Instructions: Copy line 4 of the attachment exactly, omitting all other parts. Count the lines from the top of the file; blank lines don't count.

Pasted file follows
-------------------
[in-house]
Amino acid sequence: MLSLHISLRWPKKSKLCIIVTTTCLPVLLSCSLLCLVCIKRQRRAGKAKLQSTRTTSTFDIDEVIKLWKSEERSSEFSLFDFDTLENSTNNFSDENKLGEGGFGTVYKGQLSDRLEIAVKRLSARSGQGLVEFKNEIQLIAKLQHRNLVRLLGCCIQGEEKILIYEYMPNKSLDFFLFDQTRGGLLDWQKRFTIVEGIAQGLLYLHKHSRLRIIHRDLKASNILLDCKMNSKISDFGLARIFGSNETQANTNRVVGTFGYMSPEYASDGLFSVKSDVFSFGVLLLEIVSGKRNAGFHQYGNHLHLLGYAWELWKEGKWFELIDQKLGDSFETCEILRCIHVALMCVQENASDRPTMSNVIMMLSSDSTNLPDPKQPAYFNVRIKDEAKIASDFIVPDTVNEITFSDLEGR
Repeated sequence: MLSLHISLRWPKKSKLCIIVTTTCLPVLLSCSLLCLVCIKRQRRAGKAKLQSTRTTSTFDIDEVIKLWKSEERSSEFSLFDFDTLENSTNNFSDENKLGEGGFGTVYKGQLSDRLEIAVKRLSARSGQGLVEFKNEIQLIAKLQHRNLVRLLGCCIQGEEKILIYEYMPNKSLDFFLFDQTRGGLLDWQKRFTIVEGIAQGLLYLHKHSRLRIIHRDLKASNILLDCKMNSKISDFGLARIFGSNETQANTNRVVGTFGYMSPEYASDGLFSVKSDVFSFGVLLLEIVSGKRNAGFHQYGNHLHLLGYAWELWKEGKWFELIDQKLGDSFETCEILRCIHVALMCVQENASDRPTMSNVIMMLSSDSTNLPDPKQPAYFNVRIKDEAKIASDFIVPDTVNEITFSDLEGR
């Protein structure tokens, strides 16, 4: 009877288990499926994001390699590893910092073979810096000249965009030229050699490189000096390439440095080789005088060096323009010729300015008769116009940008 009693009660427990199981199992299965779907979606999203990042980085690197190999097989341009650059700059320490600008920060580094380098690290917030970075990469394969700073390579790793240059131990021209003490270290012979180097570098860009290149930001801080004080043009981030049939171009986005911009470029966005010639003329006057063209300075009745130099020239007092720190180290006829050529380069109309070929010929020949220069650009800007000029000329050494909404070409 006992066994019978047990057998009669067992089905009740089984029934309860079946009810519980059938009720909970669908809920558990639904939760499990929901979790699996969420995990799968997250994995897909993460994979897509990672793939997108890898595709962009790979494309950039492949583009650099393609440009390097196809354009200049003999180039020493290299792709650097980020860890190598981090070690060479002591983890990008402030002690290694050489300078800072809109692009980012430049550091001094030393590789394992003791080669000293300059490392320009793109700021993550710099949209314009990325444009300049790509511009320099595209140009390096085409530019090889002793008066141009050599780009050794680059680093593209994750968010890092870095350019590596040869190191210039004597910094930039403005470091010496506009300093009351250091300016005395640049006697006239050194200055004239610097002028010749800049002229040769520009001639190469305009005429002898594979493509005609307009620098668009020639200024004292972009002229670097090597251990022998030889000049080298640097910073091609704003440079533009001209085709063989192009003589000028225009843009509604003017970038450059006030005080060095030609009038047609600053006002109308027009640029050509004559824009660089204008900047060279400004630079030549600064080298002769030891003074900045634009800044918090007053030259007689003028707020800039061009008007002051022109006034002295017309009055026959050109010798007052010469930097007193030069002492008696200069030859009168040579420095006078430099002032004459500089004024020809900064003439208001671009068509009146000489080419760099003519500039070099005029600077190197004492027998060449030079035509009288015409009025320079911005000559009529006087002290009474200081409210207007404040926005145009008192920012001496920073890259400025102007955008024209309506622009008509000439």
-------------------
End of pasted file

């Protein structure tokens, strides 16, 4: 009877288990499926994001390699590893910092073979810096000249965009030229050699490189000096390439440095080789005088060096323009010729300015008769116009940008 009693009660427990199981199992299965779907979606999203990042980085690197190999097989341009650059700059320490600008920060580094380098690290917030970075990469394969700073390579790793240059131990021209003490270290012979180097570098860009290149930001801080004080043009981030049939171009986005911009470029966005010639003329006057063209300075009745130099020239007092720190180290006829050529380069109309070929010929020949220069650009800007000029000329050494909404070409 006992066994019978047990057998009669067992089905009740089984029934309860079946009810519980059938009720909970669908809920558990639904939760499990929901979790699996969420995990799968997250994995897909993460994979897509990672793939997108890898595709962009790979494309950039492949583009650099393609440009390097196809354009200049003999180039020493290299792709650097980020860890190598981090070690060479002591983890990008402030002690290694050489300078800072809109692009980012430049550091001094030393590789394992003791080669000293300059490392320009793109700021993550710099949209314009990325444009300049790509511009320099595209140009390096085409530019090889002793008066141009050599780009050794680059680093593209994750968010890092870095350019590596040869190191210039004597910094930039403005470091010496506009300093009351250091300016005395640049006697006239050194200055004239610097002028010749800049002229040769520009001639190469305009005429002898594979493509005609307009620098668009020639200024004292972009002229670097090597251990022998030889000049080298640097910073091609704003440079533009001209085709063989192009003589000028225009843009509604003017970038450059006030005080060095030609009038047609600053006002109308027009640029050509004559824009660089204008900047060279400004630079030549600064080298002769030891003074900045634009800044918090007053030259007689003028707020800039061009008007002051022109006034002295017309009055026959050109010798007052010469930097007193030069002492008696200069030859009168040579420095006078430099002032004459500089004024020809900064003439208001671009068509009146000489080419760099003519500039070099005029600077190197004492027998060449030079035509009288015409009025320079911005000559009529006087002290009474200081409210207007404040926005145009008192920012001496920073890259400025102007955008024209309506622009008509000439």